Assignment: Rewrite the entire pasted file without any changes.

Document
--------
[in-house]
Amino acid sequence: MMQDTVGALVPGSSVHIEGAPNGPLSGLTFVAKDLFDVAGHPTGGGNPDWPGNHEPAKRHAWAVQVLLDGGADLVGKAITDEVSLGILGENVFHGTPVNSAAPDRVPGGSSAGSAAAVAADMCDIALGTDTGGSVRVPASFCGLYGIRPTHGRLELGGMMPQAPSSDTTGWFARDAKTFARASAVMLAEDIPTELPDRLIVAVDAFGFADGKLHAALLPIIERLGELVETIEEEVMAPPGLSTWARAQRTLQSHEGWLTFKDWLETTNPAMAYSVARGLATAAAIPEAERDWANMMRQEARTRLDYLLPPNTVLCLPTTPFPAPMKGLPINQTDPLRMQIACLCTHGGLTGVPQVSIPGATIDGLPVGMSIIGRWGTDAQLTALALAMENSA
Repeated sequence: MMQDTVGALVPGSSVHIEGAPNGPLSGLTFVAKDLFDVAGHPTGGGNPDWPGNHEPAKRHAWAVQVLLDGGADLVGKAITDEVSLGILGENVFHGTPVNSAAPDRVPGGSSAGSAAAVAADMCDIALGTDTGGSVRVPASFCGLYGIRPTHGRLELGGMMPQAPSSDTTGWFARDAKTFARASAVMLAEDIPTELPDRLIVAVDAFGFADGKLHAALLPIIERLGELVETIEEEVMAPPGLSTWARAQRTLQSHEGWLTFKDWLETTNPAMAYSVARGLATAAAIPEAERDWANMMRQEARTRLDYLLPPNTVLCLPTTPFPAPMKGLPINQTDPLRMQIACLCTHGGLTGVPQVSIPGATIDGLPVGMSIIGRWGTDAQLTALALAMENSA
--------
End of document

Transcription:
[in-house]
Amino acid sequence: MMQDTVGALVPGSSVHIEGAPNGPLSGLTFVAKDLFDVAGHPTGGGNPDWPGNHEPAKRHAWAVQVLLDGGADLVGKAITDEVSLGILGENVFHGTPVNSAAPDRVPGGSSAGSAAAVAADMCDIALGTDTGGSVRVPASFCGLYGIRPTHGRLELGGMMPQAPSSDTTGWFARDAKTFARASAVMLAEDIPTELPDRLIVAVDAFGFADGKLHAALLPIIERLGELVETIEEEVMAPPGLSTWARAQRTLQSHEGWLTFKDWLETTNPAMAYSVARGLATAAAIPEAERDWANMMRQEARTRLDYLLPPNTVLCLPTTPFPAPMKGLPINQTDPLRMQIACLCTHGGLTGVPQVSIPGATIDGLPVGMSIIGRWGTDAQLTALALAMENSA
Repeated sequence: MMQDTVGALVPGSSVHIEGAPNGPLSGLTFVAKDLFDVAGHPTGGGNPDWPGNHEPAKRHAWAVQVLLDGGADLVGKAITDEVSLGILGENVFHGTPVNSAAPDRVPGGSSAGSAAAVAADMCDIALGTDTGGSVRVPASFCGLYGIRPTHGRLELGGMMPQAPSSDTTGWFARDAKTFARASAVMLAEDIPTELPDRLIVAVDAFGFADGKLHAALLPIIERLGELVETIEEEVMAPPGLSTWARAQRTLQSHEGWLTFKDWLETTNPAMAYSVARGLATAAAIPEAERDWANMMRQEARTRLDYLLPPNTVLCLPTTPFPAPMKGLPINQTDPLRMQIACLCTHGGLTGVPQVSIPGATIDGLPVGMSIIGRWGTDAQLTALALAMENSA